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Bordeaux 2008: A glass half empty

Critics are pleasantly surprised by the 2008 vintage. Here are William Echikson's recommendations.

A picker empties his basket of white grapes in France's Bordeaux region at the chateau Haut Brion vineyard Aug. 13, 2003. (Regis Duvignau/Reuters)

BRUSSELS — Since filing my story about Bordeaux’s 2008 vintage, the first results of the annual tastings have come pouring in.

The world’s capricious economic climate is creating a potential hangover, forcing many winemakers to lower their prices. The famed St. Emilion chateau Angelus decided on April 7 to put half its 2008 production on sale for 50 euros a bottle — still expensive, to be sure — but 40 percent less than last year. Another famed Chateau, Giscours, is offering a free 13th bottle for every dozen purchased.

At the same time, critics have expressed surprise about the quality of the actual wine produced in 2008.

“Bordeaux 2008 is, quite frankly, a vintage that has taken most of us by surprise,” noted U.K. wine merchant Berry Brothers & Rudd on its blog this weekend. “Who would have thought that after months of continuous bad weather and setbacks in the vineyards, and weeks of speculation about the quality of the wines, that we would actually come away with anything better than mediocre praise for these specimens? But there’s no denying that many of the wines surpassed our expectations.”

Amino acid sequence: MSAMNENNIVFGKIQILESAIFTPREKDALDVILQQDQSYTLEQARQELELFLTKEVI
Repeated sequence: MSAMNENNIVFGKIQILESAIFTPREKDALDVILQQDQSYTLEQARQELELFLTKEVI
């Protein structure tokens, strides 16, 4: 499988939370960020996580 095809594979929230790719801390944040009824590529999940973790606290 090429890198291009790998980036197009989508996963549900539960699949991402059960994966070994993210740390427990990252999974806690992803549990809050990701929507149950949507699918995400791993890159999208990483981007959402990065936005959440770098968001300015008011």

Jancis Robinson, the venerable U.K. wine critic, said many of these refreshing wines will be “an agreeable shock" to those who had doubted the vintage.

With prices coming down in 2008, some long overpriced, delicious Bordeaux finally may become affordable. Before giving some recommendations, let me express two caveats. First, I have not tasted the 2008 vintages, which remain in barrels and are only sold now as “futures” to be delivered in two years time. I have only tasted older vintages. And second, Bordeaux is a giant appellation, with wines running from $5 to $500 a bottle, with quality stretching from the barely quaffable to the sublimely exquisite. This means it is necessary to sift through the massive offering before buying.

My tastes are markedly modernist: I like wines with fresh fruit and a forward, pleasing favor, not traditional Bordeaux that I often find has too many notes of tough leather. I admire the new generation of Bordeaux winemakers who are leveraging technology and hard work to produce riper grapes and more full-bodied wines. Among my favorites, in a wide variety of price ranges, are:

1. Chateau Reynon, Clos Floridenne and Chateau Doisy-Daene: These are the family domains of oenology professor Denis Dubordieux. More than any other single individual, he has revolutionized the making of white wines in Bordeaux. Instead of stuffy, heavy whites, he produces clean, fresh wines. Chateau Renon, less than $10, is a flavorful, almost 100 percent Sauvignon Blanc. Clos Floridenne, $20 to $25, is a much more ambitious, full-bodied, oak-aged white. Doisy-Daene, a Sauternes selling for about $40, is one of the nicest sweet wines I know — tangy, not cloying.